Venezuela: US-backed opposition leader Juan Guaido proclaims himself interim President
Guaidó is currently President of the National Assembly, an elected legislature whose acts were declared null and void by Venezuela’s Supreme Court on Monday. The National Assembly had refused to recognize the authority of President Nicolas Maduro, declaring his election victory last year illegitimate.
Guaidó took the oath of office in front of a crowd of supporters in Caracas on Wednesday, as thousands of Venezuelans thronged the city’s streets to protest Maduro. He urged the country’s armed forces to support new elections, and pledged to perform the duties of president in the interim.
#Breaking#Venezuela:Juan #Guaidó dichiara di assumere il potere esecutivo e giura di fronte ad un'imponente folla a #Caracas per rivestire l'incarico di presidente di un governo di transizione verso nuove libere elezioni pic.twitter.com/sihwgbDphN— Atlantide (@Atlantide4world) January 23, 2019
Moment after the news broke, US President Donald Trump said he recognizes Guaidó as Venezuela’s legitimate president, and encouraged other western powers to follow suit.
“The people of Venezuela have courageously spoken out against Maduro and his regime and demanded freedom and the rule of law,” Trump said in a statement. “We continue to hold the illegitimate Maduro regime directly responsible for any threats it may pose to the safety of the Venezuelan people.”
Ahead of Wednesday’s protests, US Vice President Mike Pence released a video message reiterating the US’ commitment to regime change in Venezuela. Denouncing Maduro as “a dictator with no legitimate claim to power” who has “never won the presidency in a free and fair election,” Pence vowed that the US “will not stand by as Venezuela crumbles.”Also on rt.com Maduro orders ‘total revision’ of Venezuela-US diplomatic ties after Pence calls for regime change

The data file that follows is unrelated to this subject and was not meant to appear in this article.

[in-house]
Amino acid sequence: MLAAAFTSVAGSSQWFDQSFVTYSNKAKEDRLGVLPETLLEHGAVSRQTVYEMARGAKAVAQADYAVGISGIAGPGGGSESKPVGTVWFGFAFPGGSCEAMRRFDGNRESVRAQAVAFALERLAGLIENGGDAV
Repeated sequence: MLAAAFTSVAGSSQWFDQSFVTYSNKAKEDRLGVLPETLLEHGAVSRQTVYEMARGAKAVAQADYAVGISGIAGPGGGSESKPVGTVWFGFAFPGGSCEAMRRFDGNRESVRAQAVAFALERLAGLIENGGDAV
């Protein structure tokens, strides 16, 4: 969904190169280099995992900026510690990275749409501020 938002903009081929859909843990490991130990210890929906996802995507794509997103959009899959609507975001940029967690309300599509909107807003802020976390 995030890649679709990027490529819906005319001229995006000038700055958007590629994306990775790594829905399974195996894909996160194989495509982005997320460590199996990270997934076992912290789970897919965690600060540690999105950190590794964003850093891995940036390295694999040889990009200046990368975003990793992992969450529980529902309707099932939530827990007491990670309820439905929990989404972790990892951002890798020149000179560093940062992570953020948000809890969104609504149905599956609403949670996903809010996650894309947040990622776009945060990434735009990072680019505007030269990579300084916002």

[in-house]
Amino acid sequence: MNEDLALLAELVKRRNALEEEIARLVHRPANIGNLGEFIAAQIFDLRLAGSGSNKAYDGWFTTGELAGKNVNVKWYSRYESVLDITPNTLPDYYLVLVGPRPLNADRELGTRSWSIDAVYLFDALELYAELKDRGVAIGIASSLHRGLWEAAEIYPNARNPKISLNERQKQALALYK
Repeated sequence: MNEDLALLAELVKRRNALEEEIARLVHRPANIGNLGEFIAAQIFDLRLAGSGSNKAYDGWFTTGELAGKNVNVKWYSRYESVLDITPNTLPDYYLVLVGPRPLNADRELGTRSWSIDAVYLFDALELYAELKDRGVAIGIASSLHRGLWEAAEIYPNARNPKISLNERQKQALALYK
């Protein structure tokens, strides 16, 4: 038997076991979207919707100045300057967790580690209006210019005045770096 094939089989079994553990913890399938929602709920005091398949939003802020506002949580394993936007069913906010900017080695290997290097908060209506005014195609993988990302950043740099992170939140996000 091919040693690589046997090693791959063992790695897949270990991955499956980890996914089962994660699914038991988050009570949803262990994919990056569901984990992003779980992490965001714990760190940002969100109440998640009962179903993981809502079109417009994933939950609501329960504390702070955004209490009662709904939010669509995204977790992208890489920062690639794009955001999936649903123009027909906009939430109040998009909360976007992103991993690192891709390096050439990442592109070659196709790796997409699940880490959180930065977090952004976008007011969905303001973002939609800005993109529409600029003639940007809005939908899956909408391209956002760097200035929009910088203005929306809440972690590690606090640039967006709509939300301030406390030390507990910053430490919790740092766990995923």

Pence’s tacit endorsement of regime change prompted Maduro to order a “total revision” of the already-strained diplomatic ties between the two countries. “Mr. Pence doesn't have a job. Now he wants to come and run Venezuela, handing out instructions on what should happen” he told supporters, before accusing the US of “promoting instability and violence” in Venezuela.
The latest protests began after a group of National Guard soldiers staged a mutiny in northern Caracas on Monday morning and called on other military units to do the same. The rebellious servicemen were arrested, but civil unrest spread through the city in the following days. Four people have reportedly died during the protests.
Demonstrators torched statues of Hugo Chavez, Maduro’s predecessor and mentor, who steered the country towards socialism after winning election in 1999. In the city of San Félix, the anti-government crowd hung another statue of Chaves from an overpass.
#23Ene El busto de la estatua de Hugo Chávez fue colgado en la pasarela de la Av. Guayana, adyacente al sector Campo Rojo en San Félix, luego que manifestantes le prendieran fuego durante la noche de este martes. Fotos William Urdaneta. pic.twitter.com/U1c05uRPhc— Correo del Caroní (@CorreodelCaroni) January 23, 2019
Guaidó’s oath, and Trump’s recognition of him as president, comes on a symbolic day for Venezuela’s socialist government. The 23rd of January marks the anniversary of the 1958 coup d’etat that overthrew dictator Marcos Pérez Jiménez. As protesters took to the streets with their own calls for democracy, the Venezuelan leader took to Twitter to celebrate the occasion.
We commemorate 61 years of historic #23Ene, the day when the warring people took to the streets to regain democracy. Today we can say with pride and determination that the flags of fight of January 23 will never be betrayed. A leading and [...] https://t.co/O99phaJIJV— Nicolás Maduro (@maduro_en) January 23, 2019
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